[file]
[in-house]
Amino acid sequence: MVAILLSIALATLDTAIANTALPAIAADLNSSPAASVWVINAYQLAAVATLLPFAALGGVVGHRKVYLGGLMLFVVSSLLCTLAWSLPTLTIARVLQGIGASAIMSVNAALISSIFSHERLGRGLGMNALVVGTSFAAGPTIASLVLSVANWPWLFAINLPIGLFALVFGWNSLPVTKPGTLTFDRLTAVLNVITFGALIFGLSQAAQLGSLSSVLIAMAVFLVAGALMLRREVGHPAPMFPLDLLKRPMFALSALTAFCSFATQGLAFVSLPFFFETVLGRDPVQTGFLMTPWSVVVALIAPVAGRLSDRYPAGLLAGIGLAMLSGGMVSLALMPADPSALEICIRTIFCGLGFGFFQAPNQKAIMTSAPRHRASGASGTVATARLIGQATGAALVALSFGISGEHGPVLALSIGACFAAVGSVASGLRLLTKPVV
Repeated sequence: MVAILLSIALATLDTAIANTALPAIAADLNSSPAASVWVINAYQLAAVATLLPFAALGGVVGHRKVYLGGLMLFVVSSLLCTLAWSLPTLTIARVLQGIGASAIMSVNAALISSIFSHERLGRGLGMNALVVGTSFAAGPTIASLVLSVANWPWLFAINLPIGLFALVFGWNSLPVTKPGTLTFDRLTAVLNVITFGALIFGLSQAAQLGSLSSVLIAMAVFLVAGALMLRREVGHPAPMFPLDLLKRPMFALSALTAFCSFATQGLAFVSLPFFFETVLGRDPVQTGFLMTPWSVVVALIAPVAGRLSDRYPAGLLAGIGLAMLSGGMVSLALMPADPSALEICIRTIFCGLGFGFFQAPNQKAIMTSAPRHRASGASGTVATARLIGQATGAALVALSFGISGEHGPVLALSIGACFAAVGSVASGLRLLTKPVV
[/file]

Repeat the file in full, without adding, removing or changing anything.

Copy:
[in-house]
Amino acid sequence: MVAILLSIALATLDTAIANTALPAIAADLNSSPAASVWVINAYQLAAVATLLPFAALGGVVGHRKVYLGGLMLFVVSSLLCTLAWSLPTLTIARVLQGIGASAIMSVNAALISSIFSHERLGRGLGMNALVVGTSFAAGPTIASLVLSVANWPWLFAINLPIGLFALVFGWNSLPVTKPGTLTFDRLTAVLNVITFGALIFGLSQAAQLGSLSSVLIAMAVFLVAGALMLRREVGHPAPMFPLDLLKRPMFALSALTAFCSFATQGLAFVSLPFFFETVLGRDPVQTGFLMTPWSVVVALIAPVAGRLSDRYPAGLLAGIGLAMLSGGMVSLALMPADPSALEICIRTIFCGLGFGFFQAPNQKAIMTSAPRHRASGASGTVATARLIGQATGAALVALSFGISGEHGPVLALSIGACFAAVGSVASGLRLLTKPVV
Repeated sequence: MVAILLSIALATLDTAIANTALPAIAADLNSSPAASVWVINAYQLAAVATLLPFAALGGVVGHRKVYLGGLMLFVVSSLLCTLAWSLPTLTIARVLQGIGASAIMSVNAALISSIFSHERLGRGLGMNALVVGTSFAAGPTIASLVLSVANWPWLFAINLPIGLFALVFGWNSLPVTKPGTLTFDRLTAVLNVITFGALIFGLSQAAQLGSLSSVLIAMAVFLVAGALMLRREVGHPAPMFPLDLLKRPMFALSALTAFCSFATQGLAFVSLPFFFETVLGRDPVQTGFLMTPWSVVVALIAPVAGRLSDRYPAGLLAGIGLAMLSGGMVSLALMPADPSALEICIRTIFCGLGFGFFQAPNQKAIMTSAPRHRASGASGTVATARLIGQATGAALVALSFGISGEHGPVLALSIGACFAAVGSVASGLRLLTKPVV